Problem presenters play a key role in the success of our action learning...
Action Learning is a tool or process built on the principles of “learning by doing” founded by Reg Revans. Trained as a physicist at Cambridge University, he worked with some scientists who went on to win Nobel prizes. He observed the importance of being open of our own shortcomings and learning from other’s experiences, while challenging one’s knowledge and assumptions.
Later, he applied these principles to solving workplace problems. In the process, he enabled managers to handle their own issues and reduce their dependency on others.
There are many schools of action learning, which have developed their own methodologies.
The World Institute for Action Learning, WIAL, uses a method which comprises a process with two ground rules and six components. It involves a group of four to eight people from diverse backgrounds enquiring about the problem at hand. They jointly develop solution strategies and essential leadership skills. The process enables empowered teams to apply problem-solving techniques while learning about the business, team members, and team dynamics. The action learning coach helps the team reflect on group interactions and learn from each other in a safe and neutral environment. Leaders can be developed in real time as they tackle the problem at hand. The coach and members feedback on their contributions to the team. Theories like systems thinking, appreciative inquiry, and learning styles are embedded in the process. Each session ends with an identified set of committed actions to be carried out by the team before the next session—making it result-orientated.
Dr Michael Marquardt, president of WIAL
says: “The rapidly changing environment and unpredictable global challenges require organisations and individuals to act and learn at the same time. Learning cannot be accomplished effectively in a classroom environment in isolation. It has to be interleaved with real time work involving burning issues and people responsible for finding sustainable solutions to problems.” He adds that leaders and team members find it difficult to sit in classrooms with lectures and case studies, when there are urgent issues to be handled. They would rather focus on real issues that call for their attention.
The action learning methodology involves asking questions about each other rather than enforcing opinions and debating about solutions. The process helps team members spend time enquiring about the issue at hand, rather than jump to action items and target dates. The questions create opportunities for the team to navigate unchartered waters, challenge assumptions, and set aside their ranks in the spirit of collective inquiry.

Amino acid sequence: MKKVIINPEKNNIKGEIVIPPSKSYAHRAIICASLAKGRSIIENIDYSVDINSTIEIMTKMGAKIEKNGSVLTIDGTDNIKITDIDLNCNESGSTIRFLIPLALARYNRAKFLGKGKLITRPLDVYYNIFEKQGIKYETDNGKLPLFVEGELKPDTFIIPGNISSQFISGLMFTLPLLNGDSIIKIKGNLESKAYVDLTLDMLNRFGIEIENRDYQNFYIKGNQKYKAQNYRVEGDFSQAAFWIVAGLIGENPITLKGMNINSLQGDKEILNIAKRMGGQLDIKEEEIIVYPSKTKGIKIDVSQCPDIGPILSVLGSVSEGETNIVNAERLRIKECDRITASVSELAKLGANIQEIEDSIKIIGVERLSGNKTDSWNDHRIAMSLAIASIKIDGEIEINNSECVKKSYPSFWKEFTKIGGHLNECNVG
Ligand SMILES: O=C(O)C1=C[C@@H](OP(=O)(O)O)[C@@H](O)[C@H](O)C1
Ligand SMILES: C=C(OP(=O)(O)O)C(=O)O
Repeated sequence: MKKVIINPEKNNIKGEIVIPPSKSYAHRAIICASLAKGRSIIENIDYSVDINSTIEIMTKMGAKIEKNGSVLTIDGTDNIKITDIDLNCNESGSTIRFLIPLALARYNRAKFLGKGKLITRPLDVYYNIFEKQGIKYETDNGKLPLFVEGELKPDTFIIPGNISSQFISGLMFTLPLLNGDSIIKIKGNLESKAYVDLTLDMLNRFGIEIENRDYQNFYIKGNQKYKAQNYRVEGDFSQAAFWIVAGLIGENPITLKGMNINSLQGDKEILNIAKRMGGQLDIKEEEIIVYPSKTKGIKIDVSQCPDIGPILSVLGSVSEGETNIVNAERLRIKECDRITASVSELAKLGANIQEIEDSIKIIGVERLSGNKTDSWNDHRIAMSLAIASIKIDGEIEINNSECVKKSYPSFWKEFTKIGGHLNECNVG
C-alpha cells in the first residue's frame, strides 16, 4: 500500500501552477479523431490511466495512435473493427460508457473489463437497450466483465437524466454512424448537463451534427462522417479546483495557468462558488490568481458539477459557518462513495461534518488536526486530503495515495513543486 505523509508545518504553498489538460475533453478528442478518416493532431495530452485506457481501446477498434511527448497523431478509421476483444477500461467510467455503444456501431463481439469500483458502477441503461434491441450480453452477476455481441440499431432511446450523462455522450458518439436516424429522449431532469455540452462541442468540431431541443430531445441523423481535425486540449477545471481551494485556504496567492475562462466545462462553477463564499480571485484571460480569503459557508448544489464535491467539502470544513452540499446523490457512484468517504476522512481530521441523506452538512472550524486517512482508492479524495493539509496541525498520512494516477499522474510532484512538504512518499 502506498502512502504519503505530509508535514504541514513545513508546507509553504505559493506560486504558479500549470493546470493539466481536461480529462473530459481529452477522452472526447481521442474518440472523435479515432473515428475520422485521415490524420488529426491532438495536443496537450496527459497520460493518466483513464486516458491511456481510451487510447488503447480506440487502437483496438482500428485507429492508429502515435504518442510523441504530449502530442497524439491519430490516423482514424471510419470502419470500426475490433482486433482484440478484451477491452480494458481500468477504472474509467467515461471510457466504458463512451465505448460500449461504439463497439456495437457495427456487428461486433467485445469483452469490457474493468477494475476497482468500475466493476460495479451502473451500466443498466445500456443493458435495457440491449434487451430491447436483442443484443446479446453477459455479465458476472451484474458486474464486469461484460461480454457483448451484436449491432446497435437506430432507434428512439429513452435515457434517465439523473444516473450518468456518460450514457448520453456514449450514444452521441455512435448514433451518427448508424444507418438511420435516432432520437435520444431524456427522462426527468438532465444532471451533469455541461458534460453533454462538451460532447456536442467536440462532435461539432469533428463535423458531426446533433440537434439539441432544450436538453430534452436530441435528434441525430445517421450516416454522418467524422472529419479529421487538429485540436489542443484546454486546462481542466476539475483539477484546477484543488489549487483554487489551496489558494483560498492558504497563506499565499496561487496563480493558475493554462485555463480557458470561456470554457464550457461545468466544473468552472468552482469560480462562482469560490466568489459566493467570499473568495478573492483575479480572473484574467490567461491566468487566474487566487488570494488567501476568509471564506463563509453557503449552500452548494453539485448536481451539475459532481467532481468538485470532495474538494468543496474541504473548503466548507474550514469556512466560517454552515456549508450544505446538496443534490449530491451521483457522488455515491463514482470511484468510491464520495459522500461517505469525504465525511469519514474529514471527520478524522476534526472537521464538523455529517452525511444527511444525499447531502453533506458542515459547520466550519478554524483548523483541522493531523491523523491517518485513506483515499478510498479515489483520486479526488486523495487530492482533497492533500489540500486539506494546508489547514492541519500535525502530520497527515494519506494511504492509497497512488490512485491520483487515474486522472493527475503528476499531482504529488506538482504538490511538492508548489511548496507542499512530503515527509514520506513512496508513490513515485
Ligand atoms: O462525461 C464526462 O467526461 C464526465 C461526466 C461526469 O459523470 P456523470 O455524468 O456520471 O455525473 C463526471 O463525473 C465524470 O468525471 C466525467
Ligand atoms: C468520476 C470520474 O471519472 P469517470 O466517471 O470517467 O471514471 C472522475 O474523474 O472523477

The action learning coach plays the role of an empowering 21st century leader who believes in the team and their ability to identify strategies in addressing issues. The leader takes on the role of a neutral authority to help the team reflect on their behaviour. He creates a safe environment of trust and openness where pertinent issues can be raised. The intervention of the coach creates noticeable behavioural changes in the team—an indication of learnt application. The coach provides specific feedback to the members on their contributions by asking questions on chosen leadership focus areas.
The methodology helps create an ideal environment which elevates team performance and develops future leaders.
Action learning creates change in individuals, groups, and organisations. Stakeholders interested in change should consider this as a potential tool for aligning an organisation to the dynamic environment.
In the book, Action Learning for Developing
Leaders and Organisations, the authors describe how action learning allows for leadership and organisational change through single, double, and triple loop learning. They identify action learning as an “enduring and enhanced capacity” for change. Business owners who believe in staff involvement and participation in business decisions will find the sessions useful in engaging staff and getting them to solve issues.
Breaking down silos, increasing collaborative efforts, building great teams, learning beyond one’s own business, and developing emotional quotient are several benefits that leaders can achieve through action learning sessions.
Human resource, HR, teams tasked with the responsibility of developing and retaining talent can consider action learning as an alternative tool. HR plays a catalyst role as a consulting arm to the businessand should be able to fully leverage its benefits in creating a high performance culture. Action learning sessions help the team pause, reflect, and challenge assumptions—thus creating space for in novation, collaboration, and change in organisational culture. The sessions create an opportunity for the teams to slow down and re-evaluate before taking the leap.
If you are interested to have a conversation, or you have a question about WIAL Indonesia, Please contact us via email or phone. We look forward to hear from you. Give us one day, we'll change the way you work--forever.Wial Indonesia.
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